Trump Surge Will Begin at the Debates

Once memories fade over Trump’s missteps and mistakes post convention — and due to the nature of the news cycle they already have — there is a real chance of him catching up with and surpassing Clinton off the back of strong debate performances. After the Republican convention he got a 6% bounce; the debates offer him three opportunities to do so again.

This is where Roger Ailes, of Fox News fame, and Stephen Bannon of Breitbart Media come in. Reports suggest that Ailes is, at the very least, prepping Trump for the debates. He may also be an unofficial adviser. Considering his success over the last 20 years his ability to help Trump should not be underestimated.

Nor should the new campaign CEO Bannon, who ‘seems to have a near three-dimensional chess-style mastery of that [right-wing] audience’. Bannon has the ability to foster a community built on and fuelled by anger. If anyone is able to capture the imagination of the angry, disillusioned and left-behind masses across the rust belt and beyond, and direct it towards voting for Trump it’s going to be him.

Moreover, to think that Trump won’t be able to hammer Clinton over NAFTA, her emails, the Clinton Foundation, Bill’s 1994 Violent Crime Control and Law Enforcement Act, his 1996 Personal Responsibility and Work Opportunity Act, his 1999 repeal of Glass — Steagall via the Financial Services Modernization Act is a mistake. All he has to do, in this era of anti-establishment rebellion, is effectively link Clinton to the failed policies of the last 30 years and highlight her position as the establishment candidate. Furthermore, his anti-globalisation stance and attacks on the Trans Pacific Partnership, highlighting Clinton’s support for it, have the potential to yield gains. It then falls on Bannon to attract sufficient numbers of non-whites that feel the same way.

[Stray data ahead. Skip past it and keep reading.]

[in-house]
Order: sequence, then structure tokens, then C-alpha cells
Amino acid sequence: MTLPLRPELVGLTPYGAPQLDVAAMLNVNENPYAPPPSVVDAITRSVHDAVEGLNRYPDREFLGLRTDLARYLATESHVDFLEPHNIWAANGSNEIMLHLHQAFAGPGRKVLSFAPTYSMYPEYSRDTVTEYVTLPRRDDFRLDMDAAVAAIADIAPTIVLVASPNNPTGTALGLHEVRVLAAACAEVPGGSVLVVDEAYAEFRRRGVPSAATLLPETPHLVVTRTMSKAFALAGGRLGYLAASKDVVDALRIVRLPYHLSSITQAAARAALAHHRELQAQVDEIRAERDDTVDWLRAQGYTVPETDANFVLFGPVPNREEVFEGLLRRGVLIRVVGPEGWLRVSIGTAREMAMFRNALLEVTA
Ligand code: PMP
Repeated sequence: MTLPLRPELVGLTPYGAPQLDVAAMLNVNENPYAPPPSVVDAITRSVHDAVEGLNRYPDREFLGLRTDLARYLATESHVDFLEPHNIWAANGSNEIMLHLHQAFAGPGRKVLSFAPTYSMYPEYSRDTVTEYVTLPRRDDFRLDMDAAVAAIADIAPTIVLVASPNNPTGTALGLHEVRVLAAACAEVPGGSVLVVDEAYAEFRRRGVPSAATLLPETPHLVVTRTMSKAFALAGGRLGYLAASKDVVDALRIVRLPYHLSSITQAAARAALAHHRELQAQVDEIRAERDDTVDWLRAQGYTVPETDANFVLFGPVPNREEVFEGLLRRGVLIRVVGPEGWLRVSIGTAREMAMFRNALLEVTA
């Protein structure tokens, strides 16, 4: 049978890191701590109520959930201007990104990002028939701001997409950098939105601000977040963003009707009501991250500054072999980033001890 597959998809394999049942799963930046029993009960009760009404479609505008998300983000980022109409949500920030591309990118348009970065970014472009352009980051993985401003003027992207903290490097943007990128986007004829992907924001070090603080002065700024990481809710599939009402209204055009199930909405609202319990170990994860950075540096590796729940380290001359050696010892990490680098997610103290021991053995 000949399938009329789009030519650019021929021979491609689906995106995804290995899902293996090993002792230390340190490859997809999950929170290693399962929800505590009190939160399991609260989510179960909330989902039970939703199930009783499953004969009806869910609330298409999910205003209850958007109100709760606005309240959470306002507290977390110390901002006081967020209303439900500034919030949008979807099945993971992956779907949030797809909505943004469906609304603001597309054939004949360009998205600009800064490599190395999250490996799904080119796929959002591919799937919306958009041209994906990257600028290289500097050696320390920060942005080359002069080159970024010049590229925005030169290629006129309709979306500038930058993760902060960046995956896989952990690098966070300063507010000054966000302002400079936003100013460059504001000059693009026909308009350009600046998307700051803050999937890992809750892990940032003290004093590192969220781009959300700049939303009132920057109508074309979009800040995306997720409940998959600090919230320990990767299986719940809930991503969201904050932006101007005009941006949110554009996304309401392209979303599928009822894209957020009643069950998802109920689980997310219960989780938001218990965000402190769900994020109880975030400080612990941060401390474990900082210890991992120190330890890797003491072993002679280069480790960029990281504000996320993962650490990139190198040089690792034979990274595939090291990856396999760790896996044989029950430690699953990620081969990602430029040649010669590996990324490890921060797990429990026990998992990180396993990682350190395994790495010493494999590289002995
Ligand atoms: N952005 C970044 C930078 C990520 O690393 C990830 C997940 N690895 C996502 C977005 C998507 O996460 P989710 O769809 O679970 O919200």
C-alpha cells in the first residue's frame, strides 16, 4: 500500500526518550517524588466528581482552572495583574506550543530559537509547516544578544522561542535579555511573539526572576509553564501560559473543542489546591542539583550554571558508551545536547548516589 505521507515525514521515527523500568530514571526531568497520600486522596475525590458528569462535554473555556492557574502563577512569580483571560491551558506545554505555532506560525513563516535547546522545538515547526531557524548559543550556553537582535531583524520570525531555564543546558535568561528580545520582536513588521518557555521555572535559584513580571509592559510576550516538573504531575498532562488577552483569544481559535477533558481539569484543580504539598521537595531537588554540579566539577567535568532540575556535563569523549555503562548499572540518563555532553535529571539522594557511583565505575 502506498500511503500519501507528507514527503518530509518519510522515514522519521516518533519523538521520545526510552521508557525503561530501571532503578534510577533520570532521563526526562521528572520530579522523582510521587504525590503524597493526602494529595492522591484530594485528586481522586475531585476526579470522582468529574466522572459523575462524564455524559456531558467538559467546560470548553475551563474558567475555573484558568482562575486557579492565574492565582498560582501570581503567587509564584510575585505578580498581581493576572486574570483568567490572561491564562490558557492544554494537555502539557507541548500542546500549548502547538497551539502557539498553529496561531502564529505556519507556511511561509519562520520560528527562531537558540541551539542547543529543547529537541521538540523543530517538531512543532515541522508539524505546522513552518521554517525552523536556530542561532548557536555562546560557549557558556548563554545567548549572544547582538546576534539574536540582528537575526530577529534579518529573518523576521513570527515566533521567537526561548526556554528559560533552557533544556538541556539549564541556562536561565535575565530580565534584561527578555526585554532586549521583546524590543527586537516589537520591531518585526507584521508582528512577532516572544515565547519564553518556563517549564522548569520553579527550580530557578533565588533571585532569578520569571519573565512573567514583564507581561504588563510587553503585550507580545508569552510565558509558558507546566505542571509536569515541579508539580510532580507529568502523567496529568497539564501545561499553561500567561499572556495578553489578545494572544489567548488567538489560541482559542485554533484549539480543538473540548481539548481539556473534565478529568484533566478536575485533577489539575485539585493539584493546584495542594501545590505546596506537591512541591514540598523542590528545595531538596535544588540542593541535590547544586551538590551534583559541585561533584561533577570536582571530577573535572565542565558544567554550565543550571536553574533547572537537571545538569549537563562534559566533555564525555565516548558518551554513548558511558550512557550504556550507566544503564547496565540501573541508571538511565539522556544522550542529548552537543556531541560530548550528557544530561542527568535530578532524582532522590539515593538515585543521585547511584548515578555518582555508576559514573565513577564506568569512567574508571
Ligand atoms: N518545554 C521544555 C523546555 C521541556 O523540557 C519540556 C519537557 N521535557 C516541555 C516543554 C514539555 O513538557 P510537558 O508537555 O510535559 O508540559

Again, this will be an uphill battle, but as Ken Stern points out, Breitbart played its part in encouraging the populist elements of the British leave campaign. They’ll need to move away from race and implement an effective strategy that draws a link between globalisation, trade deals and inequality and economic struggle.

African Americans make up 37% of Mississippi, 32% of Louisiana, 31% of Georgia, 26% of Alabama and 21% of North Carolina. However, the poor relationship between the Republican party and African American voters has not resulted in deep red states voting blue for quite some time. Furthermore, the Cuban and Puerto Rican dominated Florida may limit negative repercussions of Trump’s anti-Mexican comments.


If the media were to stop talking about Ailes’ presence as a sign that Trump plans to set up a Fox News-esque media company they might realise that Ailes and Bannon have the potential to do for Trump what Karl Rove did for Bush Jr. If he can appear somewhat polished, presidential and respectable, combined with his ability to entertain and engage a crowd, he can cause serious damage to Clinton.